The New York Crystal Palace in Flames—October 5, 1858

ANS, 0000.999.8214
ANS, 0000.999.8214

On October 5, 1858, the New York Crystal Palace burned to the ground in just forty minutes after a fire broke out in the northeast corner of the building just after five o’clock in the evening. The American Institute, a civic organization dedicated to “encouraging and promoting domestic industry,” was holding its annual fair, and about two thousand visitors were in the building at the time. The New York Herald (October 6, 1858) reported that despite scenes of “indescribable confusion,” remarkably no one was killed in the fast-moving blaze.

Avery Architectural & Fine Arts Library, Columbia University
Avery Architectural & Fine Arts Library, Columbia University

Although the enormous structure was mostly made of iron and glass, the pitch pine that was used as flooring and in much of the framework “afforded a most inflammable pabulum for the conflagration to feed upon.” In a particularly evocative passage the Herald noted that at one point “the whole palace was like a burning coal, and vomiting up fire at a rate that would have done credit to Vesuvius.” The vivid scene was captured in a hand-colored lithograph by Currier and Ives in which you can make out a company of red-shirted New York City firemen arriving in the foreground to vainly battle the roaring blaze.

Springfield Museums
Springfield Museums

The New York version of the Crystal Palace was constructed to host an “Exhibition of the Industry of All Nations” in 1853, which was an American effort to replicate The Great Exhibition of 1851 held in London’s Hyde Park. The building was designed by architects Georg Carstensen and Charles Gildemeister in the shape of a Greek cross with arms measuring 365 feet in length and capped with a 100-foot diameter dome at its center. For the architecturally inclined a full description of the building with plates can be found here. The building was located on a site between Fifth and Sixth Avenues on 42nd Street, in what is today Bryant Park. It was completed in June 1853, at which time this large medal was struck to commemorate the occasion.

ANS, 1940.100.1018
ANS, 1940.100.1018

The obverse shows the Crystal Palace in all its glory while the reverse depicts a globe surrounded by allegorical figures bearing the varied attributes of industry. 1940.100.1018.rev.noscaleThe beatified figure of Europe reigns supreme at the top while a man in native dress looks up at her from below. As the title and imagery implies, the exhibition was intended to highlight the industrial and artistic achievements of the United States, and the supposed march of civilization. The exhibition proved popular and it provided a model of sorts for the string of World’s Fairs that were subsequently staged around the country. Between July and November, over a million people visited the Crystal Palace to take in the exhibits and enjoy the varied entertainments that were on offer. One of the more unusual attractions on the grounds was the Latting Observatory, a 315-foot tower built adjacent to the exhibition building.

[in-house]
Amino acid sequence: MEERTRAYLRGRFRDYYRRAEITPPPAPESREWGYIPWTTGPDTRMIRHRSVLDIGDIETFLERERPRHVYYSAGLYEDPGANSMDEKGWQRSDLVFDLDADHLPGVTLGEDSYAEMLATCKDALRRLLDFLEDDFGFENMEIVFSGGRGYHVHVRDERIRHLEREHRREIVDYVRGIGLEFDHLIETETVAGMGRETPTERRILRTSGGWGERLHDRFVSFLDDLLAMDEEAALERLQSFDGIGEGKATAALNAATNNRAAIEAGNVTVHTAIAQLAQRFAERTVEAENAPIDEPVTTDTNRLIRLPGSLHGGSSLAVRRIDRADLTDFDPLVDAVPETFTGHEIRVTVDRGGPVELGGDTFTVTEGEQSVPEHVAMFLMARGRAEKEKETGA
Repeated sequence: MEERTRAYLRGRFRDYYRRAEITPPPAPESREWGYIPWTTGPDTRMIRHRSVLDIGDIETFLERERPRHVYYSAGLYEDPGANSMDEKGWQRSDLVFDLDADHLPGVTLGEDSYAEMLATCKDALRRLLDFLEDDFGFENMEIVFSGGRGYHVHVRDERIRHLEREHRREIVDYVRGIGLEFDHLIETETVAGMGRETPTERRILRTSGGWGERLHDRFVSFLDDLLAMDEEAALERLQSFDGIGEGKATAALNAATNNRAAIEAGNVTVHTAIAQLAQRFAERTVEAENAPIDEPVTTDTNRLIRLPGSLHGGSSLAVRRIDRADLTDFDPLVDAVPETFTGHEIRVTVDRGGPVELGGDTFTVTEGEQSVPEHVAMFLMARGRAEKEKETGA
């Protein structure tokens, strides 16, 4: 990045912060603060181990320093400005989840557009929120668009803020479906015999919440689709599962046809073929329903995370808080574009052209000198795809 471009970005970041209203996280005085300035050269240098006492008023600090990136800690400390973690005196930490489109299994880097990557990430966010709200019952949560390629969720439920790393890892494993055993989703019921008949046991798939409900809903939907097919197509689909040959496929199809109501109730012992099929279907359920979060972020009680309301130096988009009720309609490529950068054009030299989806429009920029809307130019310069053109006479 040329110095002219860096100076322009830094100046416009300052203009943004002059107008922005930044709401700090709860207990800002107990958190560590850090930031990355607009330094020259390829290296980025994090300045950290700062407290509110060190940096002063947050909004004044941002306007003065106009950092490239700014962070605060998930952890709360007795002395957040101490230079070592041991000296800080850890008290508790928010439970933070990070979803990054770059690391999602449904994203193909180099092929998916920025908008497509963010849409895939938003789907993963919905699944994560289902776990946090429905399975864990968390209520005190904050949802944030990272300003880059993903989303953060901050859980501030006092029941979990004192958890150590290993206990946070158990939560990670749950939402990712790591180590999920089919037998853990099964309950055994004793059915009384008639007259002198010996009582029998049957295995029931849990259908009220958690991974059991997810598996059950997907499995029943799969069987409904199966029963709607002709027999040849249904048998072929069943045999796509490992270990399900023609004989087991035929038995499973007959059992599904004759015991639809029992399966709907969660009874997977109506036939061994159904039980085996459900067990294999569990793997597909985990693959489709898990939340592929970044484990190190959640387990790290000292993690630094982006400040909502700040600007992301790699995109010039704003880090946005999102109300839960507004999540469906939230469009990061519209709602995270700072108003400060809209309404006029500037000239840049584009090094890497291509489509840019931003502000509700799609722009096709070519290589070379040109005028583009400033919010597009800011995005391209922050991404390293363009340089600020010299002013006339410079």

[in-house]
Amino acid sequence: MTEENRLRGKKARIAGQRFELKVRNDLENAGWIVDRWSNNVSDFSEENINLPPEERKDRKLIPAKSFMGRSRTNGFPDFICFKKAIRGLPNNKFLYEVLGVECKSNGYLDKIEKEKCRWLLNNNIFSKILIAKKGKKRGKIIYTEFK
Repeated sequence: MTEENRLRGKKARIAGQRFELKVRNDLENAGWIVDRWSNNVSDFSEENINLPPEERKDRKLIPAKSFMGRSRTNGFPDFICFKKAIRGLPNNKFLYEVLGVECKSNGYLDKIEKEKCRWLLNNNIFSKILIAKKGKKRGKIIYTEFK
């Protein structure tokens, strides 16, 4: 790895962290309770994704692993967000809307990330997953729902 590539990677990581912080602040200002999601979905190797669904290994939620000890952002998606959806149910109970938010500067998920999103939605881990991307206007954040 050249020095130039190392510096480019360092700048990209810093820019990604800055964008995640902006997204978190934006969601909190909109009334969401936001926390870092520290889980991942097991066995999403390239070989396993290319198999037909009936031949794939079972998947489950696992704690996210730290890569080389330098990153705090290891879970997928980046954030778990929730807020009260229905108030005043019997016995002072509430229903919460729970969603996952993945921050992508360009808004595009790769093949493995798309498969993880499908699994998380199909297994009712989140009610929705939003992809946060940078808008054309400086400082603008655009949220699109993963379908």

ANS, 0000.999.8215
ANS, 0000.999.8215

As depicted in this medal struck by G. H. Lovett, the Observatory was an iron-braced wooden structure with stores at its base and three landings from which visitors were treated to a panoramic view of the growing city. The tower did not live to see the fiery demise of its neighbor, as this structure was itself consumed by flames a few years prior to the spectacular Crystal Palace fire. It was not until the New York World Building was completed in 1890 that another structure in the city surpassed three hundred feet in height.

New York Public Library
New York Public Library

Despite the ostensible success of the initial exhibition, the Crystal Palace was something of an ongoing problem for the city and its owners as the building was simply too big to be of much practical use beyond the occasional event. For all of the remarkable happenings and superlatives that graced the short-lived structure, the Herald‘s description makes it clear that its dramatic and destructive final act on October 5, 1858 might have left the biggest impression.

Matthew Wittmann